Hybrid BTs often make a hell of a trophy on the wall and are impressive animals in the wild, but they are not true Blacktails.  That doesn't seem to matter to the animals when they mate.  I don't understand why hunters often get mad if you suggest the animal they killed was a hybrid. (?)  If the animal was impressive enough to make the hunter decide to harvest it, that should be enough.  A good kill and a trophy just the same.
“When I die, I want to die like my grandfather who died peacefully in his sleep. Not screaming like all the passengers in his car.”  - Will Rogers

Offline scoutdog346

  • Trade Count: (0)
  • Scout
  • ****
  • Join Date: Jul 2014
  • Posts: 417
  • Location: tacoma
Re: Hybrid deer
« Reply #11 on: July 16, 2020, 04:52:43 AM »
There is now way to tell unless u get it tested so I treat it like there is No such thing as a  High bred mule deer and black tail anywhere close to the Pacific crest trail 20 miles each way. Just cuz it has a small tail or a big one means nothing as there r way too many factors going into it and  Antler or body size and shape mean absolutely nothing. (phenotype/genotype factor. Quality of Genetic expression/food  Availability ect...)
« Last Edit: July 16, 2020, 05:00:02 AM by scoutdog346 »

Offline fishnfur

  • Non-Hunting & Covid-19 Topics
  • Trade Count: (0)
  • Frontiersman
  • *****
  • Join Date: Nov 2014
  • Posts: 3330
  • Location: longview
Re: Hybrid deer
« Reply #12 on: July 21, 2020, 12:01:43 AM »
Exactly my point. .... it doesn't really matter.  I'm a hybrid of English, Spanish, and Scandinavian - I'm still a person but I live in WA, not Europe.  Similarly, these hybrids are still deer, but it' not a "true" (or pure) MD or a BT just because of where it was killed or the color and size of it's tail.  But when it comes to record keeping, apparently it counts.  i think we'll see more on this in the future.....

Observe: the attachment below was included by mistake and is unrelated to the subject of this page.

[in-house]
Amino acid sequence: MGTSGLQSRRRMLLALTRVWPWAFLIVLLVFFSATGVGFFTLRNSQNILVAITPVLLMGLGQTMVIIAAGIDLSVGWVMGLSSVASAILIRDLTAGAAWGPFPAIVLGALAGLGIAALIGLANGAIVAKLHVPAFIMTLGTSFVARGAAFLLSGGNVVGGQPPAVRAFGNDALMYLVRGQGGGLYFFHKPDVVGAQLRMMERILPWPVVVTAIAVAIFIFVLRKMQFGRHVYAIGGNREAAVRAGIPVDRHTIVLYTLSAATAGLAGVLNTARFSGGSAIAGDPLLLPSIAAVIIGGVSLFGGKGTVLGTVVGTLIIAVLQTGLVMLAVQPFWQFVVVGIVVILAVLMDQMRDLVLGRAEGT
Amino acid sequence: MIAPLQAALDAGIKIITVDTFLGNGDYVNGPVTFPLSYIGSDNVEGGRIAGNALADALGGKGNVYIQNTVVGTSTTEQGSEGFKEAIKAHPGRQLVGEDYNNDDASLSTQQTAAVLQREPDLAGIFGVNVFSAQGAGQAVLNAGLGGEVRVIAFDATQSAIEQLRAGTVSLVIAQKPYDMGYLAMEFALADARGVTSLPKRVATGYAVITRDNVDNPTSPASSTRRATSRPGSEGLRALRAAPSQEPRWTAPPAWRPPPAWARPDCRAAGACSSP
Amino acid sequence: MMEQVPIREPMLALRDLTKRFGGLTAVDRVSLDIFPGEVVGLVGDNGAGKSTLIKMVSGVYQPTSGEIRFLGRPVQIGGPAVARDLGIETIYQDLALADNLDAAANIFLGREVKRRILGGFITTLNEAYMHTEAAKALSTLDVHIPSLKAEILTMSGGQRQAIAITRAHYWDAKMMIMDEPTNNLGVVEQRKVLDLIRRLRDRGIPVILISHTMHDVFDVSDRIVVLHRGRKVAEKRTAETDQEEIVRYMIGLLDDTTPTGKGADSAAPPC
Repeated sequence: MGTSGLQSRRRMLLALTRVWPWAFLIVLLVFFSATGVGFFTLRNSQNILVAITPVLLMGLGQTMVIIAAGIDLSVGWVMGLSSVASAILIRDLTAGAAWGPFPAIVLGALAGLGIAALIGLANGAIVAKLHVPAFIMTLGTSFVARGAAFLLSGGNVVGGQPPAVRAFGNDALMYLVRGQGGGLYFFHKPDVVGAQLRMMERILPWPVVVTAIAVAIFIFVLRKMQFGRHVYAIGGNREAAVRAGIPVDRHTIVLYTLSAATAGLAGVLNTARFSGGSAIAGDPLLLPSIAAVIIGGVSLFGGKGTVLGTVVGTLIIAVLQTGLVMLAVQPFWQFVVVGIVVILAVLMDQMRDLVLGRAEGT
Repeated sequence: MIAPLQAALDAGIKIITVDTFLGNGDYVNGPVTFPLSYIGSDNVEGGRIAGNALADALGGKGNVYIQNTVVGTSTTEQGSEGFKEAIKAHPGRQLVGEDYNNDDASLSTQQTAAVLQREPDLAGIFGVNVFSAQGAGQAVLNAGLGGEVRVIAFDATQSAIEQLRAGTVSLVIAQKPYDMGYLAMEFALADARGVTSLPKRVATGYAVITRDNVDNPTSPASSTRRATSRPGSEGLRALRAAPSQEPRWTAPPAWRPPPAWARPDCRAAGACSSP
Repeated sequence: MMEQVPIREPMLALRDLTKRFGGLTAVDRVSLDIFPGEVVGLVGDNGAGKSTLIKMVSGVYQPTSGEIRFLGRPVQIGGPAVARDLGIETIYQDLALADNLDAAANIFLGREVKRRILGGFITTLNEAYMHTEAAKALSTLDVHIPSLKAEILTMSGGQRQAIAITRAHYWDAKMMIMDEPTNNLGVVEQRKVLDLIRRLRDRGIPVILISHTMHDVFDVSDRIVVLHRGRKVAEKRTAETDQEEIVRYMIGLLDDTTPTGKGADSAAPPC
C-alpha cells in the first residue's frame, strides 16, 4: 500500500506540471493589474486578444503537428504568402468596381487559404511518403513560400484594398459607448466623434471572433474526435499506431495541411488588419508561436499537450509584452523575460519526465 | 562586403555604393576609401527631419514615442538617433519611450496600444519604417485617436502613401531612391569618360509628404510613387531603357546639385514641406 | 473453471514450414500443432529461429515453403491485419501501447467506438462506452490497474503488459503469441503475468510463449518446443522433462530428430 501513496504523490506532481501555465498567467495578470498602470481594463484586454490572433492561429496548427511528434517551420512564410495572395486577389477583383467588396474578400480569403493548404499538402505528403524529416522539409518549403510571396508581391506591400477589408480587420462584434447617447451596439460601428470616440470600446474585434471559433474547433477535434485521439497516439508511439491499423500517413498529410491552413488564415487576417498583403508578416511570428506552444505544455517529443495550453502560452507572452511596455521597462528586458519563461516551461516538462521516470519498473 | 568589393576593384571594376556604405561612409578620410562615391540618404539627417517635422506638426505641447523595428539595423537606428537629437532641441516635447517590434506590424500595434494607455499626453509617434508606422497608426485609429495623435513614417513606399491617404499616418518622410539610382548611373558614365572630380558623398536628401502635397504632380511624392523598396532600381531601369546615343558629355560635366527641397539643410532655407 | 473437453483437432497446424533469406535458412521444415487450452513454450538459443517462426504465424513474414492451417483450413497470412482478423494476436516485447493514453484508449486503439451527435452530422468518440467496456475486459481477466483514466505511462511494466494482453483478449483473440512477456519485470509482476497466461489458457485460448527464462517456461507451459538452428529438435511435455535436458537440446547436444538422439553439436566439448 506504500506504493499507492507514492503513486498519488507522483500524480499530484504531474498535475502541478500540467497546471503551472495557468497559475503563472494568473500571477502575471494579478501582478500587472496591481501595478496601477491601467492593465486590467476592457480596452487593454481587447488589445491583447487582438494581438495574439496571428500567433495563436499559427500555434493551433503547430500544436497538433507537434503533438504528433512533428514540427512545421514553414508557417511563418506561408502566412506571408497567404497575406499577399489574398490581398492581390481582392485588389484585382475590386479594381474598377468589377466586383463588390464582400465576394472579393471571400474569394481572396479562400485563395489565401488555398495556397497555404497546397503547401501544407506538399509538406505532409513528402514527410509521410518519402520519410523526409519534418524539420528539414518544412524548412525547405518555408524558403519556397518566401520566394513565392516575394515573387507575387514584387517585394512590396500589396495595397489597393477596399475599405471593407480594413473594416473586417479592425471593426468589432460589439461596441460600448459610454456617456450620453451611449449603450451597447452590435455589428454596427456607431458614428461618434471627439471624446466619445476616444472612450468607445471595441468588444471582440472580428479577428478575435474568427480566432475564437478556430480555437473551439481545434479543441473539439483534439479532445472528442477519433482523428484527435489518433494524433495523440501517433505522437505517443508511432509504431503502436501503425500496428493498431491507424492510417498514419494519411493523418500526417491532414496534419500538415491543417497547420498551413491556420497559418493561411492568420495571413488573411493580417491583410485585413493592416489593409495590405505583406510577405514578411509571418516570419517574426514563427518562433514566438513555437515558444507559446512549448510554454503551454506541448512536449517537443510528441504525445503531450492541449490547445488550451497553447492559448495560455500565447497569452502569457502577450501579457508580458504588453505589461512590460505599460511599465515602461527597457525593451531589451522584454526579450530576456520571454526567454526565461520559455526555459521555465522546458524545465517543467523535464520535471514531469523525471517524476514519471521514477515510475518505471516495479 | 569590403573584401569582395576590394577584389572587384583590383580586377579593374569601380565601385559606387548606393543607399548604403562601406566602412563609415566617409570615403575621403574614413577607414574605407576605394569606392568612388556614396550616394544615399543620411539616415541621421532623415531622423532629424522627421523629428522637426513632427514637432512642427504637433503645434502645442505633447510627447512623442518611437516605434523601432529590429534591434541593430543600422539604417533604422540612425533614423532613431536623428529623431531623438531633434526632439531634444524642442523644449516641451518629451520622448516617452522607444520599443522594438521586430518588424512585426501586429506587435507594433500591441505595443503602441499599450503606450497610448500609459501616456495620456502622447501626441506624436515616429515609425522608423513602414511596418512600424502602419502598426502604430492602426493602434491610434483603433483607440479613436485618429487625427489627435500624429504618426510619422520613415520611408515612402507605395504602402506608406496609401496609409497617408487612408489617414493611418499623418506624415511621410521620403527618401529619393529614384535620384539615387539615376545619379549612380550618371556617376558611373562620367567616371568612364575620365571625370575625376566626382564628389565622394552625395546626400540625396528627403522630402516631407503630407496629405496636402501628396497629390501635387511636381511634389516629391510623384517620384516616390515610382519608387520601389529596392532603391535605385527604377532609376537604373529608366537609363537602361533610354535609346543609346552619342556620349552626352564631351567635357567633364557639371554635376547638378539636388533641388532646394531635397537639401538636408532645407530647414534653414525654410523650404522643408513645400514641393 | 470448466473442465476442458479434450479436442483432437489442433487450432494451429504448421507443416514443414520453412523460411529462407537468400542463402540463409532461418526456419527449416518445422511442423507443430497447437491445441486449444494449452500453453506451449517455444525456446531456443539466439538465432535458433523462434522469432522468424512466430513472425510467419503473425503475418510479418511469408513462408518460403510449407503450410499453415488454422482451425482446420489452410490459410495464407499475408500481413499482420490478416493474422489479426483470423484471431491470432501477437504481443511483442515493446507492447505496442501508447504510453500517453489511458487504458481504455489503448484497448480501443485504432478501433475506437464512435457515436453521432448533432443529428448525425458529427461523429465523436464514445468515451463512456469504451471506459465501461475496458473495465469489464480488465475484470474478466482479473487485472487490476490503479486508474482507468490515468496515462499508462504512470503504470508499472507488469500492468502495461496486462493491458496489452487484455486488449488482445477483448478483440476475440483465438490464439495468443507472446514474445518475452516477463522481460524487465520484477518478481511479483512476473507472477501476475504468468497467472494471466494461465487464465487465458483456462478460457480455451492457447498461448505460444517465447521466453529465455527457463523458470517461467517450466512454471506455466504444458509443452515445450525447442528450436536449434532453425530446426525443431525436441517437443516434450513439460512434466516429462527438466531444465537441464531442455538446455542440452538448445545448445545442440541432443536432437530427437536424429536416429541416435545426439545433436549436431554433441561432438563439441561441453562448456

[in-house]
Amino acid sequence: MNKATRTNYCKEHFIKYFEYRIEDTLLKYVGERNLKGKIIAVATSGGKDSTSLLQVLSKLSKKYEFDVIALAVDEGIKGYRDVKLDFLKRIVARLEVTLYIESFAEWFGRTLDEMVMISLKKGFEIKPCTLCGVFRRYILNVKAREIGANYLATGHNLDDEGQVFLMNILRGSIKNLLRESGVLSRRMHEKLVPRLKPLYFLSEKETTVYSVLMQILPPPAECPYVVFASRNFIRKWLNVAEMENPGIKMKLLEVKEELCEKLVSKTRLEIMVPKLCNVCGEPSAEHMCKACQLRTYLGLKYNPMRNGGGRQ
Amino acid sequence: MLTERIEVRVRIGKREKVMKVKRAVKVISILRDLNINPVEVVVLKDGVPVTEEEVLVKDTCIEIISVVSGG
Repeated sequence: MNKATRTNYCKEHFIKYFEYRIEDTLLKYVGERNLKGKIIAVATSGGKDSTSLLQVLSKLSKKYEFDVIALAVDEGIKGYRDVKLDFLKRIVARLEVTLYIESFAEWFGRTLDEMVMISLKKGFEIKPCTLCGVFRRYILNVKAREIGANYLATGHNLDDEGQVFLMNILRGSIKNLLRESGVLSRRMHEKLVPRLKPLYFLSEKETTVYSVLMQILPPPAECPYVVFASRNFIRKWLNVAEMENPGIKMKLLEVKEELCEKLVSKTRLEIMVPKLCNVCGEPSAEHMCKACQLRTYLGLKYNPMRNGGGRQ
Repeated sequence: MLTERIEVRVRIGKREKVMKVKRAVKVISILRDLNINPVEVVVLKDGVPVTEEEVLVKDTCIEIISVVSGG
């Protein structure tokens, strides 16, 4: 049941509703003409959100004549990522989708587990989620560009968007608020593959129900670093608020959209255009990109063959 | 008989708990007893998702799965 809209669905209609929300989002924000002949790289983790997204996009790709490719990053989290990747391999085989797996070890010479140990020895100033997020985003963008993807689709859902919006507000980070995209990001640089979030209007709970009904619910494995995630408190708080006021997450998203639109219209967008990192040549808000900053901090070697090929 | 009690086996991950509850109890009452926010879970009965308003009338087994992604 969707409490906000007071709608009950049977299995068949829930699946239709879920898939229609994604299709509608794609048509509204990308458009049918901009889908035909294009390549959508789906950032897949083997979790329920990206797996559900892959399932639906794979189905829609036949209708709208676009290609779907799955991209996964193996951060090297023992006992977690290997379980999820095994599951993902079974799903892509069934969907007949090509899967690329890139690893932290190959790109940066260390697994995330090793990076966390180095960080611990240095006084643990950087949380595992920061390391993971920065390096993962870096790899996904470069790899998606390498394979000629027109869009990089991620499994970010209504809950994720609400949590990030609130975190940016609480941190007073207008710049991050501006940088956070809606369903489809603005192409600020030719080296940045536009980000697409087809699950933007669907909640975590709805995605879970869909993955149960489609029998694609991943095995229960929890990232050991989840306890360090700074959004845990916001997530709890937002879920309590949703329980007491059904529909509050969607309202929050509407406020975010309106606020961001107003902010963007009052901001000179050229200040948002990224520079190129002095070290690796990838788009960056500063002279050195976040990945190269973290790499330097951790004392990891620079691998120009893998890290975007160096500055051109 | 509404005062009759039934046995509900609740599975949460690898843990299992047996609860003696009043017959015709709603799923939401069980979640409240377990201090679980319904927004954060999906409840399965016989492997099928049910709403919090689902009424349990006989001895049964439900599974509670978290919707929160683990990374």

“When I die, I want to die like my grandfather who died peacefully in his sleep. Not screaming like all the passengers in his car.”  - Will Rogers

 


* Advertisement

* Recent Topics

ISO: single shot 20 gauge by Irishbackwoods
[Today at 02:00:23 AM]


Iso remington model seven by bankwalker
[Today at 01:15:44 AM]


Weyerhaeuser fire season by The Gobble-stopper
[Today at 12:49:05 AM]


Margaret cow tag help.... by kentrek
[Today at 12:23:17 AM]


WTS - Glock Adjustable Night Sights - Meoprolight by Cylvertip
[Yesterday at 11:30:39 PM]


WTS Aimpoint PRO & Vortex 3x magnifier by davef
[Yesterday at 11:09:44 PM]


WTS M1A Mags by davef
[Yesterday at 11:02:29 PM]


WTS 17WSM AMMO by davef
[Yesterday at 10:53:35 PM]


WTS 22 TCM AMMO 383 ROUNDS by davef
[Yesterday at 10:47:19 PM]


Who's hunted Green River 485? by Rookie24
[Yesterday at 10:39:10 PM]


Fly Tier Looking for Hunting Buddies by dreamingbig
[Yesterday at 10:38:46 PM]


Cabela's Alaknak 12-ft. x 12-ft. Tent by Blacktailaddict
[Yesterday at 10:32:50 PM]


north chelan goat and licoln cliff sheep tag holders contact me by grade-creek-rd
[Yesterday at 10:08:56 PM]


For Sale Beretta 92FS by Spuddieselwwu
[Yesterday at 09:36:25 PM]


257wby vs coyote Not the way to get ahead in life by Oldguy
[Yesterday at 09:34:40 PM]


Firstlite grizzly gloves by brocka
[Yesterday at 09:31:19 PM]


Economical training collar with continuous vibrate. by lamrith
[Yesterday at 09:29:41 PM]


Sw wa Turkey help. by bobcat
[Yesterday at 09:25:02 PM]


Montana Alternates list by tikkahunter
[Yesterday at 09:17:41 PM]


2020 bears by mountainman
[Yesterday at 09:08:48 PM]